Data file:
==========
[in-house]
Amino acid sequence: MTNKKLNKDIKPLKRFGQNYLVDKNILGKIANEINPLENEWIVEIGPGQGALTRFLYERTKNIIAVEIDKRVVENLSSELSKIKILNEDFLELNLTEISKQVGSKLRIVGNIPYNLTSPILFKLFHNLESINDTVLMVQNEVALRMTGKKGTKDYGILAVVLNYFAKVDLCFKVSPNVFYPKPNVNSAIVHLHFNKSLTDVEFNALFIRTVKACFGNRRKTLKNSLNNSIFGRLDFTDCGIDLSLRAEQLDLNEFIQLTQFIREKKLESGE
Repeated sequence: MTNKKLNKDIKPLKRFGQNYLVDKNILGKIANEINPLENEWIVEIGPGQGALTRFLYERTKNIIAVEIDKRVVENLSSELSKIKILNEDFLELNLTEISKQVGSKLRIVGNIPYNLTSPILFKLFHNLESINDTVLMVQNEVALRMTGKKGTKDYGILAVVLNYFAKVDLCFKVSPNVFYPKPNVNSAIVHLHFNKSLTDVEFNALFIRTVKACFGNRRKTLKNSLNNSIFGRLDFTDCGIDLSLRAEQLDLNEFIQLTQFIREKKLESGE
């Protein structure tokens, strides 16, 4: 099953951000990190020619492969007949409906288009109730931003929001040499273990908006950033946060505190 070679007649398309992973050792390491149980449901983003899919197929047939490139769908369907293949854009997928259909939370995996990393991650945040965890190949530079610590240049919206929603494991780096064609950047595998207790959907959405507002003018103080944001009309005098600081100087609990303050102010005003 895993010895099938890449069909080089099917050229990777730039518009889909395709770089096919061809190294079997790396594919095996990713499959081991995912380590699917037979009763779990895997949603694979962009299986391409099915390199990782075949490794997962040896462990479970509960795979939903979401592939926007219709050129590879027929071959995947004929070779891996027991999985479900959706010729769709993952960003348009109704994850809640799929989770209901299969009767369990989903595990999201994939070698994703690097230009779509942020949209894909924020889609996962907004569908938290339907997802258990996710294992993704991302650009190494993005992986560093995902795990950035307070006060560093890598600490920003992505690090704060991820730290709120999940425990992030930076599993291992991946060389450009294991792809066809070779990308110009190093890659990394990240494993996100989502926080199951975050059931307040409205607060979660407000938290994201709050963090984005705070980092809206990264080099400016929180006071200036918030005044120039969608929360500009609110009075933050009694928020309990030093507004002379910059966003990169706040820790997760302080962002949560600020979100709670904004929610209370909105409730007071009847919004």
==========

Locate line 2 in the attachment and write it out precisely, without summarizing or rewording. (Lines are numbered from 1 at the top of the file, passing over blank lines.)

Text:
Amino acid sequence: MTNKKLNKDIKPLKRFGQNYLVDKNILGKIANEINPLENEWIVEIGPGQGALTRFLYERTKNIIAVEIDKRVVENLSSELSKIKILNEDFLELNLTEISKQVGSKLRIVGNIPYNLTSPILFKLFHNLESINDTVLMVQNEVALRMTGKKGTKDYGILAVVLNYFAKVDLCFKVSPNVFYPKPNVNSAIVHLHFNKSLTDVEFNALFIRTVKACFGNRRKTLKNSLNNSIFGRLDFTDCGIDLSLRAEQLDLNEFIQLTQFIREKKLESGE